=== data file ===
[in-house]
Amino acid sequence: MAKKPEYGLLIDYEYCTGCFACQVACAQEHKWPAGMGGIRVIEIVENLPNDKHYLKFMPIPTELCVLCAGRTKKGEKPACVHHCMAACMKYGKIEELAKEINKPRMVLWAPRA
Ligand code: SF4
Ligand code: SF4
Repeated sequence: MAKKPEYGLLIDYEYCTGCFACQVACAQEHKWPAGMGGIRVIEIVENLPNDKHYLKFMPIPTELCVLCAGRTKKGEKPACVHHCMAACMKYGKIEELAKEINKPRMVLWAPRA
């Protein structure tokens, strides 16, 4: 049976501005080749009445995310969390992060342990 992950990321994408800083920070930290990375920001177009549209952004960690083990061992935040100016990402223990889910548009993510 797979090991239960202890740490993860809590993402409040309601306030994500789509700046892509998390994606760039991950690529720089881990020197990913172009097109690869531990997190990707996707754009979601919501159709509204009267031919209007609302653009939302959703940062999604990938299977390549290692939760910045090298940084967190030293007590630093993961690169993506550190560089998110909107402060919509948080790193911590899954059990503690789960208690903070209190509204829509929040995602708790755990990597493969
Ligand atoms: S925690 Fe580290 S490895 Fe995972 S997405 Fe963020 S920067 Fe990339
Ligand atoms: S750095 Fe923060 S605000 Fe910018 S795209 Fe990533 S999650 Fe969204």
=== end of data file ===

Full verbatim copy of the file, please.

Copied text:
[in-house]
Amino acid sequence: MAKKPEYGLLIDYEYCTGCFACQVACAQEHKWPAGMGGIRVIEIVENLPNDKHYLKFMPIPTELCVLCAGRTKKGEKPACVHHCMAACMKYGKIEELAKEINKPRMVLWAPRA
Ligand code: SF4
Ligand code: SF4
Repeated sequence: MAKKPEYGLLIDYEYCTGCFACQVACAQEHKWPAGMGGIRVIEIVENLPNDKHYLKFMPIPTELCVLCAGRTKKGEKPACVHHCMAACMKYGKIEELAKEINKPRMVLWAPRA
């Protein structure tokens, strides 16, 4: 049976501005080749009445995310969390992060342990 992950990321994408800083920070930290990375920001177009549209952004960690083990061992935040100016990402223990889910548009993510 797979090991239960202890740490993860809590993402409040309601306030994500789509700046892509998390994606760039991950690529720089881990020197990913172009097109690869531990997190990707996707754009979601919501159709509204009267031919209007609302653009939302959703940062999604990938299977390549290692939760910045090298940084967190030293007590630093993961690169993506550190560089998110909107402060919509948080790193911590899954059990503690789960208690903070209190509204829509929040995602708790755990990597493969
Ligand atoms: S925690 Fe580290 S490895 Fe995972 S997405 Fe963020 S920067 Fe990339
Ligand atoms: S750095 Fe923060 S605000 Fe910018 S795209 Fe990533 S999650 Fe969204």